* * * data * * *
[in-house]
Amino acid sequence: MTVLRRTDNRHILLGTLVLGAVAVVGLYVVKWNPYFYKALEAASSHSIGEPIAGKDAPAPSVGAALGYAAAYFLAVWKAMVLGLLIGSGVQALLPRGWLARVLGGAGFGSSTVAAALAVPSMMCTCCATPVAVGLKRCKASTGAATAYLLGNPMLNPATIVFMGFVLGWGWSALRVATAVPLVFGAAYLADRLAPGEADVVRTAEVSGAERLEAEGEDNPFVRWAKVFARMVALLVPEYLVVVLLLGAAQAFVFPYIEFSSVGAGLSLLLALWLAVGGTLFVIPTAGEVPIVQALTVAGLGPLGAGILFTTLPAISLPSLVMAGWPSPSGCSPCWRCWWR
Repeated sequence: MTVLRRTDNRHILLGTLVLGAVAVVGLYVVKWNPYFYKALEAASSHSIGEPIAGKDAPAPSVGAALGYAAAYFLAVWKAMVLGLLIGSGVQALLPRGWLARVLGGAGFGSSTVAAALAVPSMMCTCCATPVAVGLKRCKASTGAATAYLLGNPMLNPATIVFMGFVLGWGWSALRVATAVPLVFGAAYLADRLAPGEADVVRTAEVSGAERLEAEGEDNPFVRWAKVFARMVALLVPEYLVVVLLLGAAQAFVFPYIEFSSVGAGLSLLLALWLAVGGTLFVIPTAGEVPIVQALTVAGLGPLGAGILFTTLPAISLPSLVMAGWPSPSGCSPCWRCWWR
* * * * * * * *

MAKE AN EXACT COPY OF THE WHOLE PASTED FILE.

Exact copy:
[in-house]
Amino acid sequence: MTVLRRTDNRHILLGTLVLGAVAVVGLYVVKWNPYFYKALEAASSHSIGEPIAGKDAPAPSVGAALGYAAAYFLAVWKAMVLGLLIGSGVQALLPRGWLARVLGGAGFGSSTVAAALAVPSMMCTCCATPVAVGLKRCKASTGAATAYLLGNPMLNPATIVFMGFVLGWGWSALRVATAVPLVFGAAYLADRLAPGEADVVRTAEVSGAERLEAEGEDNPFVRWAKVFARMVALLVPEYLVVVLLLGAAQAFVFPYIEFSSVGAGLSLLLALWLAVGGTLFVIPTAGEVPIVQALTVAGLGPLGAGILFTTLPAISLPSLVMAGWPSPSGCSPCWRCWWR
Repeated sequence: MTVLRRTDNRHILLGTLVLGAVAVVGLYVVKWNPYFYKALEAASSHSIGEPIAGKDAPAPSVGAALGYAAAYFLAVWKAMVLGLLIGSGVQALLPRGWLARVLGGAGFGSSTVAAALAVPSMMCTCCATPVAVGLKRCKASTGAATAYLLGNPMLNPATIVFMGFVLGWGWSALRVATAVPLVFGAAYLADRLAPGEADVVRTAEVSGAERLEAEGEDNPFVRWAKVFARMVALLVPEYLVVVLLLGAAQAFVFPYIEFSSVGAGLSLLLALWLAVGGTLFVIPTAGEVPIVQALTVAGLGPLGAGILFTTLPAISLPSLVMAGWPSPSGCSPCWRCWWR